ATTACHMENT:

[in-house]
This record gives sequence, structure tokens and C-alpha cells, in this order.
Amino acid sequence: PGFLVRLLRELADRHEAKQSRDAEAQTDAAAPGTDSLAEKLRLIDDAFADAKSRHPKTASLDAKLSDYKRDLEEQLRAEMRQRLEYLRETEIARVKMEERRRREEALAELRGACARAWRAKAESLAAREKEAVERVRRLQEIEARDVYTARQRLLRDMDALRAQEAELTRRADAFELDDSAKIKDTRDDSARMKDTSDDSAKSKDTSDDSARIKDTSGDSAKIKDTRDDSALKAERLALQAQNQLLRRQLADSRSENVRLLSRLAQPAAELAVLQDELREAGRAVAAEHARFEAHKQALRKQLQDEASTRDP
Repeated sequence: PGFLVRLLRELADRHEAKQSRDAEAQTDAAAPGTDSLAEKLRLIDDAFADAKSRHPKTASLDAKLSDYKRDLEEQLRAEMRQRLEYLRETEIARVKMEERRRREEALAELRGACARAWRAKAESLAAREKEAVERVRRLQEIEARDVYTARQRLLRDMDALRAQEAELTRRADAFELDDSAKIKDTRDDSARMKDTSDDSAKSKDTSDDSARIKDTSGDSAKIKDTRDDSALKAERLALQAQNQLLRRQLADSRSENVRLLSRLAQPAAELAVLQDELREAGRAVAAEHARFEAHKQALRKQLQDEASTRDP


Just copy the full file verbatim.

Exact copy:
[in-house]
This record gives sequence, structure tokens and C-alpha cells, in this order.
Amino acid sequence: PGFLVRLLRELADRHEAKQSRDAEAQTDAAAPGTDSLAEKLRLIDDAFADAKSRHPKTASLDAKLSDYKRDLEEQLRAEMRQRLEYLRETEIARVKMEERRRREEALAELRGACARAWRAKAESLAAREKEAVERVRRLQEIEARDVYTARQRLLRDMDALRAQEAELTRRADAFELDDSAKIKDTRDDSARMKDTSDDSAKSKDTSDDSARIKDTSGDSAKIKDTRDDSALKAERLALQAQNQLLRRQLADSRSENVRLLSRLAQPAAELAVLQDELREAGRAVAAEHARFEAHKQALRKQLQDEASTRDP
Repeated sequence: PGFLVRLLRELADRHEAKQSRDAEAQTDAAAPGTDSLAEKLRLIDDAFADAKSRHPKTASLDAKLSDYKRDLEEQLRAEMRQRLEYLRETEIARVKMEERRRREEALAELRGACARAWRAKAESLAAREKEAVERVRRLQEIEARDVYTARQRLLRDMDALRAQEAELTRRADAFELDDSAKIKDTRDDSARMKDTSDDSAKSKDTSDDSARIKDTSGDSAKIKDTRDDSALKAERLALQAQNQLLRRQLADSRSENVRLLSRLAQPAAELAVLQDELREAGRAVAAEHARFEAHKQALRKQLQDEASTRDP